Inventory of Reforms
Federal Court Rules – Simplified Actions (Rules 292 – 299)
Mandatory simplified procedure for Federal Court actions of up to $50 000, or at a party’s request for actions of higher amounts.
Federal Court of Canada Rules Committee
1993: Federal Rules Committee commenced review
January 1998: New Rules approved by Rules Committee
February 1998: New Rules approved by Governor in Council
April 1998: New Rules came in force
Federal Court Rules,External Link r. 292-299.
Brian J. Saunders, Meg Kinnear, Donald J. Rennie & Graham Garton, QC, Federal Courts Practice 2007 (Toronto: Thomson Canada Ltd, 2006).
In 1993, the Federal Court Rules Committee commenced a review of the Federal Court Rules. The purpose of this review was to bring the Rules in line with provincial rules, and make them accessible and easier to understand. The Committee hosted many consultations with various stakeholders. In January 1998 the new Rules were approved by the Rules Committee and subsequently by the Governor in Council on February 5, 1998. The new rules came into force on April 25, 1998.
Often, the costs associated with litigation exceed the amount claimed, particularly in cases worth $50,000 or less. Therefore the rules are ‘simplified’ to reduce costs and make the litigation proportional to the amount being claimed.
Description of Reforms:
A Simplified Action can apply either automatically, by agreement of the parties, or by Order of the Court. If a claim does not exceed $50,000 then the rules apply by default [r.292(a) and (b)]. If both parties are in agreement that the Simplified Action rules are to apply, then the matter will proceed under those rules [292(c)]. If an agreement is not obtained, a party can apply to the Court to have the Simplified Action rules apply [292(d)].
The plaintiff must state the amount of their claim and whether it exceeds $50,000 [r.182(b)]. Plaintiffs who exaggerate their claims in an attempt to avoid the rule may be subject to consequences in cost [r. 293 and 400(3)(n)].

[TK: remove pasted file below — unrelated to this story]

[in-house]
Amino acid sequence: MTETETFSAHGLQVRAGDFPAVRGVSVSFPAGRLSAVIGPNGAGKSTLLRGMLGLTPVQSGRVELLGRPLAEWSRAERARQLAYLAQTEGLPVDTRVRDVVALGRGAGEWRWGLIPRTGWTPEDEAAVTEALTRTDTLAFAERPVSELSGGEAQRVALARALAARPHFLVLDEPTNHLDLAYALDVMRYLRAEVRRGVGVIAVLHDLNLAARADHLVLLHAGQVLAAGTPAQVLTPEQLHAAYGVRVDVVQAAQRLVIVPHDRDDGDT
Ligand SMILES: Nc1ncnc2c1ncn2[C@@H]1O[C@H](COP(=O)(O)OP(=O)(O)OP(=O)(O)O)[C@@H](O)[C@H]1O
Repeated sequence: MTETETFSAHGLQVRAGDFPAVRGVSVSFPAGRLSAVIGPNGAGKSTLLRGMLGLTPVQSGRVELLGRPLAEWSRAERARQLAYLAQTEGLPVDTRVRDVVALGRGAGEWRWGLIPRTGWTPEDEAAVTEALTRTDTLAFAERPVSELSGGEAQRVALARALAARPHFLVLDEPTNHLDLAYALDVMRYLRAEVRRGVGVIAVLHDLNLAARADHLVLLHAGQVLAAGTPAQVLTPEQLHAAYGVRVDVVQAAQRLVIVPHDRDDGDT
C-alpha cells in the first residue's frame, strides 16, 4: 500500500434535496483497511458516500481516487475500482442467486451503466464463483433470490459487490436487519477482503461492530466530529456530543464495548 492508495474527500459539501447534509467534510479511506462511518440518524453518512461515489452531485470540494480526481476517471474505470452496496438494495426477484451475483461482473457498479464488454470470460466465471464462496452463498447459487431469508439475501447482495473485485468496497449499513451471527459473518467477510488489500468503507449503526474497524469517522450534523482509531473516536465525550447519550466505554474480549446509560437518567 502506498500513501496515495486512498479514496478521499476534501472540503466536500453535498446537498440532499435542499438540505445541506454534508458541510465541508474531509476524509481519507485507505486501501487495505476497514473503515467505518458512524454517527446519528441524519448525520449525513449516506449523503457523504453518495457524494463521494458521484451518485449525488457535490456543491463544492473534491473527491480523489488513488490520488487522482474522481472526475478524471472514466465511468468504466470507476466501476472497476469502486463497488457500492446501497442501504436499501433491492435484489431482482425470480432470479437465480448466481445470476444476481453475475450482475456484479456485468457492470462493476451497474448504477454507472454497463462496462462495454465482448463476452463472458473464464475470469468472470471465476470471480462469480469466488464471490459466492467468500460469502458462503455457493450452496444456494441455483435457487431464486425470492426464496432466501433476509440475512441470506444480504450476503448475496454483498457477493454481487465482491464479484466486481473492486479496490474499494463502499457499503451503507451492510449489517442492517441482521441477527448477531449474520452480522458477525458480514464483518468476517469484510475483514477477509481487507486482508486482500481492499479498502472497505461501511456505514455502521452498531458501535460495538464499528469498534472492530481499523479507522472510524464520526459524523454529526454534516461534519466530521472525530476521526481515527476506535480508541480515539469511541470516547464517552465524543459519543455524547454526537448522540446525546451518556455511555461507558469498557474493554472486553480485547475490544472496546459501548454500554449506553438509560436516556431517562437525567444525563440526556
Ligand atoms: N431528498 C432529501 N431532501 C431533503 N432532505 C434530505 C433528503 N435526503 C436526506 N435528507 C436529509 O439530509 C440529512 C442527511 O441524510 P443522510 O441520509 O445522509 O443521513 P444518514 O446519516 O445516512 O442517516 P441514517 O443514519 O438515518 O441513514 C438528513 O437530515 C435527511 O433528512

Simplified actions alter the general procedures governing actions in the following ways:
- A list of documents may be served instead of an affidavit of documents [r. 295].
- Examinations for discovery must be in writing, and limited to 50 questions [r. 296].
- There is no motion for summary judgement allowed [r. 297].
- With the exception of some threshold motions, all other motions may only be brought at the pre-trial conference [r. 298].
- Evidence in chief at trial is to be adduced by affidavit [r.299].
- Reduced Registry fees are payable in respect of filings.
- The times prescribed for service and filing of affidavits before trial are shortened in comparison to the general procedure. The plaintiff’s affidavit evidence must be filed and served at least 20 days before trial [229(1)(a)]. The defendant’s affidavit evidence must be filed and served at least 10 days before trial [299(1)(b)].
Affidavits of Expert witnesses have an earlier deadline than regular affidavits; expert evidence must be served 60 days before trial, and rebuttal affidavits are to be served 30 days before trial. Rule 84 providing for cross-examination on affidavits does not apply under simplified actions. The reply evidence to the plaintiff’s evidence may be adduced orally, including that of an expert witness.
This summary was last reviewed in Oct 24, 2013